Music MA Musicology

Program Purpose

This program aims to develop musical understanding of the history of Western musical traditions in a more focused and intensive manner than undergraduate programs. Students in the Master of Arts program in musicology gain an increased familiarity with the history, practice, sociology and aesthetics of the Western musical tradition. They are trained in research techniques that equip them for original research on historical and analytical topics in music.

Curricular Structure

Students must have a music baccalaureate degree or the equivalent as a prerequisite to graduate study in the MA Musicology program. A minimum of 26 course-work hours plus 6 thesis hours (Music 699R) are required beyond the baccalaureate. In addition, students must successfully complete the department language proficiency examination, normally in French or German. Students also pass a comprehensive written examination and conduct a defense of the thesis.

Graduate Catalog

Department Information

School of Music Graduate Handbook

BYU Graduate School Application

Learning Outcomes

Music History

Is conversant with the entire history of Western music, with an in-depth understanding of most of the period styles and traits of that tradition.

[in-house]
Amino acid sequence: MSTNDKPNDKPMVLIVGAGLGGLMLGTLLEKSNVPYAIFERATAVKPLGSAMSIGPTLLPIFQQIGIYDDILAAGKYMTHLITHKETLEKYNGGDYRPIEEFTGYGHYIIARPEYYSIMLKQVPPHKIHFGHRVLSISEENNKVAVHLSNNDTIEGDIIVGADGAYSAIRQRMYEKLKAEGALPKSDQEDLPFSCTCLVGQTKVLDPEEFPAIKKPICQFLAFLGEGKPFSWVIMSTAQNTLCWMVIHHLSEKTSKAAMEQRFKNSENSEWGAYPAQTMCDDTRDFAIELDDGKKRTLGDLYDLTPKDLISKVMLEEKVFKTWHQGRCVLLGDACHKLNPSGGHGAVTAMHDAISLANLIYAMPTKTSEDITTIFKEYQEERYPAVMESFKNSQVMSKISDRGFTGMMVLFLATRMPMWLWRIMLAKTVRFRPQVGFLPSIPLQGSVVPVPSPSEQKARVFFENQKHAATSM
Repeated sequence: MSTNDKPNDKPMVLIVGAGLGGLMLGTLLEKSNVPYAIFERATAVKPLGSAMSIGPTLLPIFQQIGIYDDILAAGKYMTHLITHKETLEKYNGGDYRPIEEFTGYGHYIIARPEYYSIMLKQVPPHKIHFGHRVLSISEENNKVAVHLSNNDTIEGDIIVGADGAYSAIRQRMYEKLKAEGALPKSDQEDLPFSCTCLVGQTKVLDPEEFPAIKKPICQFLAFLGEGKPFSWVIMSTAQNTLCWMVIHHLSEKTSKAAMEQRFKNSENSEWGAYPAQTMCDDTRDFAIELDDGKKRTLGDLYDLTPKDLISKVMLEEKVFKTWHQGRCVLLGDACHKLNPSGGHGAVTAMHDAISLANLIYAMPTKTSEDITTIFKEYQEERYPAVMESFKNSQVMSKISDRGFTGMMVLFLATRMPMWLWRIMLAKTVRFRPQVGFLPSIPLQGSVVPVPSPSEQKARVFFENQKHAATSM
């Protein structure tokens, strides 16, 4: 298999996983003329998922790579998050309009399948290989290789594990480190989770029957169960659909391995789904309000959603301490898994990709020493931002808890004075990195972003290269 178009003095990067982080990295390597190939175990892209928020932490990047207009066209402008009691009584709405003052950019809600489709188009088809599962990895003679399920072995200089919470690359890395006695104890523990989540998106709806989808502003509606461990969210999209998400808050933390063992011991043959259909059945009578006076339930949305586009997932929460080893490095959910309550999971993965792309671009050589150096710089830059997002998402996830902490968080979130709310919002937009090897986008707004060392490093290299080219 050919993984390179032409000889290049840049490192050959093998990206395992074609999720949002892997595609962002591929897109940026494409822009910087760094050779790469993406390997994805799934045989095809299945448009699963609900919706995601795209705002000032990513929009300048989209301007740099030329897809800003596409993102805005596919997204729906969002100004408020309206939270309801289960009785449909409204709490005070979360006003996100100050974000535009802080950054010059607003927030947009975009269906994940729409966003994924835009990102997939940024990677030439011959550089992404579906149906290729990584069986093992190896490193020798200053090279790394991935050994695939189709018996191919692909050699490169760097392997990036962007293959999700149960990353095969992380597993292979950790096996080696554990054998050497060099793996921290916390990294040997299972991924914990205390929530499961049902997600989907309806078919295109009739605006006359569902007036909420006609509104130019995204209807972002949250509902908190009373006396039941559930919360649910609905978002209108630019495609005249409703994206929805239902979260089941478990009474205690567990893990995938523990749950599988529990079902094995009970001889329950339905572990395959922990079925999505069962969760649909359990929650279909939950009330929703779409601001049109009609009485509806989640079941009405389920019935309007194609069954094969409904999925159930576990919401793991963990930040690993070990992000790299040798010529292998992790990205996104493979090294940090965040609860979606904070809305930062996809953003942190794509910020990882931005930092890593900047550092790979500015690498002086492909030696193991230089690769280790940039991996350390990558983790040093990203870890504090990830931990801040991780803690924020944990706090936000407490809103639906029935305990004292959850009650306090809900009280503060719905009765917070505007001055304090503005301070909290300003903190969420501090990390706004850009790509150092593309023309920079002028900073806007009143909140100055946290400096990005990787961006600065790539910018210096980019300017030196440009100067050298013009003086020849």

Courses that Contribute: MUSIC 483 MUSIC 503 MUSIC 601 MUSIC 602 MUSIC 603 MUSIC 604 MUSIC 605 MUSIC 683
Linked to BYU Aims: Human knowledge, Competence
Research and Thesis

Has mastered the research and study techniques that will produce original research suitable for publication in scholarly media. This is evidenced by the production of a thesis on a topic in historical musicology.

Courses that Contribute: MUSIC 601 MUSIC 602 MUSIC 603 MUSIC 604 MUSIC 605 MUSIC 699R
Linked to BYU Aims: Communicate effectively, Competence
Educational Preparation

Is equipped for success in a doctoral program.

Courses that Contribute: MUSIC 503 MUSIC 601 MUSIC 602 MUSIC 603 MUSIC 604 MUSIC 605 MUSIC 699R
Linked to BYU Aims: Human knowledge, Competence

Evidence of Learning

Progress in this program is assessed through examinations, term papers, theses, and evaluation of students' oral abilities both in and out of class.

Direct Measures

Performance on exams, written and assignments, and, especially, the thesis.

Indirect Measures

Placement in doctoral programs.

Learning and Teaching Assessment and Improvement

In the musicology division we analyze, evaluate, and seek to improve our performance on an ongoing basis, several times a year, through the forum provided by our regular division meetings. This forum is used to assess progress in implementing the degree program goals. Individual faculty also have access to university-structured course evaluation tools and voluntary evaluation methods offered by the university's Faculty Center.